It’s always exciting to be there for the first ever edition of a new festival and I’m very glad I made it to the inaugural The Long Road Festival (7-9 September 2018) at Stanford Hall, near Rugby. After having been led down the wrong motorway by our Satnav on Friday afternoon and arriving a bit later than anticipated we were joking that the seemingly never-ending road we followed to get to the festival location was surely what it was named after!
We missed a few of Friday night’s acts, but got there just in time for rocky UK Americana outfit Case Hardin on the Front Porch stage (which looked like a wood cabin including smoke coming out of the chimney!), who I hadn’t seen for way too long. I then headed over to the Interstate stage for London-based country music quartet The Wandering Hearts and finished up inside the Honky Tonk venue for a set by Northerner Twinnie, who I had never heard of before, but who impressed with her voice and positive energy. It had gotten quite cold by then and I decided to call it a night in order to get the best out of the rest of the weekend.
Saturday started with a real bang as it was time for the Women in Country in the Round slot in the Honky Tonk bar (inside the ‘building’ on the right in the pic below), one of the best festival sessions all weekend. It featured Irish-born but now London-based Megan O’Neill, UK country singer Laura Oakes and Texan country artist and a former ‘The Voice’ winner Danielle Bradbery. Luckily, most of my favourite artists were scheduled inside the cosy Honky Tonk, a brilliantly designed nod to Nashville music city, which just felt like actually being in the States! So while it wasn’t the best of festival weather outside, we had a front row table for a long list of absolutely superb acts, most of whom I’d seen separately on various occasions and are all well worth a listen.
The Loose Music takeover really made my Saturday with my only complaint being the disappointingly short half hour sets for most artists. We spent most of the afternoon happily cooped up inside the Honky Tonk listening to hours and hours of brilliant live music courtesy of Yola Carter (UK), Caroline Spence (USA), Erin Rae (USA), William The Conquerer (UK), Frontier Ruckus (USA) and Danny and the Champions. I also managed to catch the always amazing Angaleena Presley earlier that day and, to top it all off, listened to a fabulous set by Lee Ann Womack (see pic below), who should have really been one of the headliners, my first time seeing her live.
Sunday was the only really sunny day and by that time all of us knew the venues inside and out and were just enjoying moving between the different areas. There was again a packed programme from around lunchtime until late. I saw blues duo Andrew Alli & Josh Small (USA), UK Americana artist Danni Nicholls, New Orleans-based Luke Winslow-King (with fab Italian guitarist Roberto Luti) and Ashley Campbell (see pic below), who had some very witty songs and sounded a lot more Americana than I had thought.
I also caught Dori Freeman (USA), Charlie Worsham (USA), who made some lovely comments on how appreciative UK audiences are, Emily Barker’s more Americana side, some of Elizabeth Cook’s (USA) set, who was very popular with some of my friends and UK country duo The Shires closing the main stage that night. My favourite set all weekend though, has got to be The Lone Bellow (USA) on the Interstate Stage (see pic below) It never ceases to amaze me with how much energy and fun these guys perform and cannot imagine anyone not getting blown away by their beautiful songs and great stage presence.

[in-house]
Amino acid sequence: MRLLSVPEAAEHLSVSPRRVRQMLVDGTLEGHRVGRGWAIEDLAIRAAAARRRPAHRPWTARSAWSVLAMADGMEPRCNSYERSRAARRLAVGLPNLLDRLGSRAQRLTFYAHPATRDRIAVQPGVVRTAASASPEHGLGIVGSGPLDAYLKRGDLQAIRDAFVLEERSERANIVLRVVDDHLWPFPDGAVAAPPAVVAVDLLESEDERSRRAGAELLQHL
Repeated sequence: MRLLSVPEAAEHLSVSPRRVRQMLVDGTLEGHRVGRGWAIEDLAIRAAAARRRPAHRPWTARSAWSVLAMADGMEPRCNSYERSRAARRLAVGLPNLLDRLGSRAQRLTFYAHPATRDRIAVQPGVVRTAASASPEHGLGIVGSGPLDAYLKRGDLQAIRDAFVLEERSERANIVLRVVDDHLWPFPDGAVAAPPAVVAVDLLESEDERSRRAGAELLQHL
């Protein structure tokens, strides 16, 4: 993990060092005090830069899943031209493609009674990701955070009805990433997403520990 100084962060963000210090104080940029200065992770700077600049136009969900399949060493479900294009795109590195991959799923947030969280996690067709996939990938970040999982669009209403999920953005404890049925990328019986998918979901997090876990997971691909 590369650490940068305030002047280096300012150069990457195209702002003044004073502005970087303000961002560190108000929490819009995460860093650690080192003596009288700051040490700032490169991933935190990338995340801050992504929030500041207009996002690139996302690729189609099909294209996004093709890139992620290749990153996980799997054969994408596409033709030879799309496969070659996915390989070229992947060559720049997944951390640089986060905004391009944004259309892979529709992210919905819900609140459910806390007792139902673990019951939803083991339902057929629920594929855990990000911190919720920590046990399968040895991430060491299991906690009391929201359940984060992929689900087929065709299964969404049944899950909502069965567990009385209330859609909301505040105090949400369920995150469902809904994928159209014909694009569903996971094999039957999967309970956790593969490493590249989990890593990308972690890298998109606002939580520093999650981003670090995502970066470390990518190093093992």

Apart from the live music, there was also a film screening, ‘ Born in Bristol’ on the birth of country music, dance classes, stunning vintage cars on display, the family area Possum County with games and music, wild swimming (though with the temperatures we had, I doubt many braved the cold water) and a good selection of food and drink stalls. The veggie and vegan options included burritos (my fav that weekend), pizza, burgers, sweet potato fries and buddha bowls and there were also various breakfast choices and hot drinks until the evening.
If there was anything the organisers might reconsider for next year it would be the very strict checks at entering the arena. I don’t usually attend festivals where the camping is fenced off and it made it feel a bit impersonal and unnecessary for the kind of crowd this festival attracted. Any kind of food, alcohol and even umbrellas were officially banned, while security searches were minimal. On the plus side, I was delighted to see that dogs, like sweet Roxy below, were allowed (this year only as day visitors, in future, hopefully overnight, just like at e.g. Maverick Festival and Shrewsbury Folk Festival). As far as I’m concerned, four-legged festival attendees always add to a relaxed atmosphere and it was so great to meet so many festival first timers.
What really made the first The Long Road festival stand out was the excellent line-up from the Country, Americana and Roots music scenes, well done Baylen Leonard and team. Yes, it was a little sad that long-anticipated headliner Carrie Underwood had to pull out at the last minute for health reasons, but the huge range of quality acts, great sound on most stages and the beautifully designed festival venue all made for an outstanding event, which is most definitely here to stay! Better get next year’s tickets as soon as you can.
Disclaimer: Life is a Festival was provided with a weekend pass for the 2018 festival in exchange for a personal review of the event. Opinions expressed are those of the author and not necessarily the same as the official views of the event organisers. All photography used in this blog post was taken by Life is a Festival.